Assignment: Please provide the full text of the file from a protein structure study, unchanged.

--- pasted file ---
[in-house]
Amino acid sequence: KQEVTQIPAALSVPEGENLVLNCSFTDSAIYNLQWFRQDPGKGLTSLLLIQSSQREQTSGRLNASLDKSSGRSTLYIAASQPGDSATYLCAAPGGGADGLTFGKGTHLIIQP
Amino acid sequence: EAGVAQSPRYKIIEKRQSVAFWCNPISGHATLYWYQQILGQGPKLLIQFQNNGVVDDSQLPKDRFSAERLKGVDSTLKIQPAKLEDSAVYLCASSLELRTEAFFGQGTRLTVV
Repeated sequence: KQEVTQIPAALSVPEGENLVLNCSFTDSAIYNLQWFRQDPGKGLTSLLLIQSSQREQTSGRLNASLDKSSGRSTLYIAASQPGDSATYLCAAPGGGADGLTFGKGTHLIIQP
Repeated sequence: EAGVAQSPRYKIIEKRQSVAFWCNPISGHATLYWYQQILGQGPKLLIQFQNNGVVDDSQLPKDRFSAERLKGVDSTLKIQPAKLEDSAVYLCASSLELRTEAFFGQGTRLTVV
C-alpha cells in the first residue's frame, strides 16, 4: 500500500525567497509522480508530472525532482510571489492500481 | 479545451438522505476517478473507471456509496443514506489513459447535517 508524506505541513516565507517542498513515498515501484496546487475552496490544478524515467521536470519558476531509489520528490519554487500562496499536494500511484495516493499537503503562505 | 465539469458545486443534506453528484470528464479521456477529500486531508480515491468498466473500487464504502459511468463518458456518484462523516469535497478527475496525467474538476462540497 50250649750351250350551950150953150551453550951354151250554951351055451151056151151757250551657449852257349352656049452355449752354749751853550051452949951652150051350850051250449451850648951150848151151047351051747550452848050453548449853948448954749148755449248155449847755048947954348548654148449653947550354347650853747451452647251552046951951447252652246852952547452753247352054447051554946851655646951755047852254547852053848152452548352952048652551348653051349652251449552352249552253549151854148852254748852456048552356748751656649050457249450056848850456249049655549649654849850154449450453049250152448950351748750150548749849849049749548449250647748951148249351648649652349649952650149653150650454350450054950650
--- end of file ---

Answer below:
[in-house]
Amino acid sequence: KQEVTQIPAALSVPEGENLVLNCSFTDSAIYNLQWFRQDPGKGLTSLLLIQSSQREQTSGRLNASLDKSSGRSTLYIAASQPGDSATYLCAAPGGGADGLTFGKGTHLIIQP
Amino acid sequence: EAGVAQSPRYKIIEKRQSVAFWCNPISGHATLYWYQQILGQGPKLLIQFQNNGVVDDSQLPKDRFSAERLKGVDSTLKIQPAKLEDSAVYLCASSLELRTEAFFGQGTRLTVV
Repeated sequence: KQEVTQIPAALSVPEGENLVLNCSFTDSAIYNLQWFRQDPGKGLTSLLLIQSSQREQTSGRLNASLDKSSGRSTLYIAASQPGDSATYLCAAPGGGADGLTFGKGTHLIIQP
Repeated sequence: EAGVAQSPRYKIIEKRQSVAFWCNPISGHATLYWYQQILGQGPKLLIQFQNNGVVDDSQLPKDRFSAERLKGVDSTLKIQPAKLEDSAVYLCASSLELRTEAFFGQGTRLTVV
C-alpha cells in the first residue's frame, strides 16, 4: 500500500525567497509522480508530472525532482510571489492500481 | 479545451438522505476517478473507471456509496443514506489513459447535517 508524506505541513516565507517542498513515498515501484496546487475552496490544478524515467521536470519558476531509489520528490519554487500562496499536494500511484495516493499537503503562505 | 465539469458545486443534506453528484470528464479521456477529500486531508480515491468498466473500487464504502459511468463518458456518484462523516469535497478527475496525467474538476462540497 50250649750351250350551950150953150551453550951354151250554951351055451151056151151757250551657449852257349352656049452355449752354749751853550051452949951652150051350850051250449451850648951150848151151047351051747550452848050453548449853948448954749148755449248155449847755048947954348548654148449653947550354347650853747451452647251552046951951447252652246852952547452753247352054447051554946851655646951755047852254547852053848152452548352952048652551348653051349652251449552352249552253549151854148852254748852456048552356748751656649050457249450056848850456249049655549649654849850154449450453049250152448950351748750150548749849849049749548449250647748951148249351648649652349649952650149653150650454350450054950650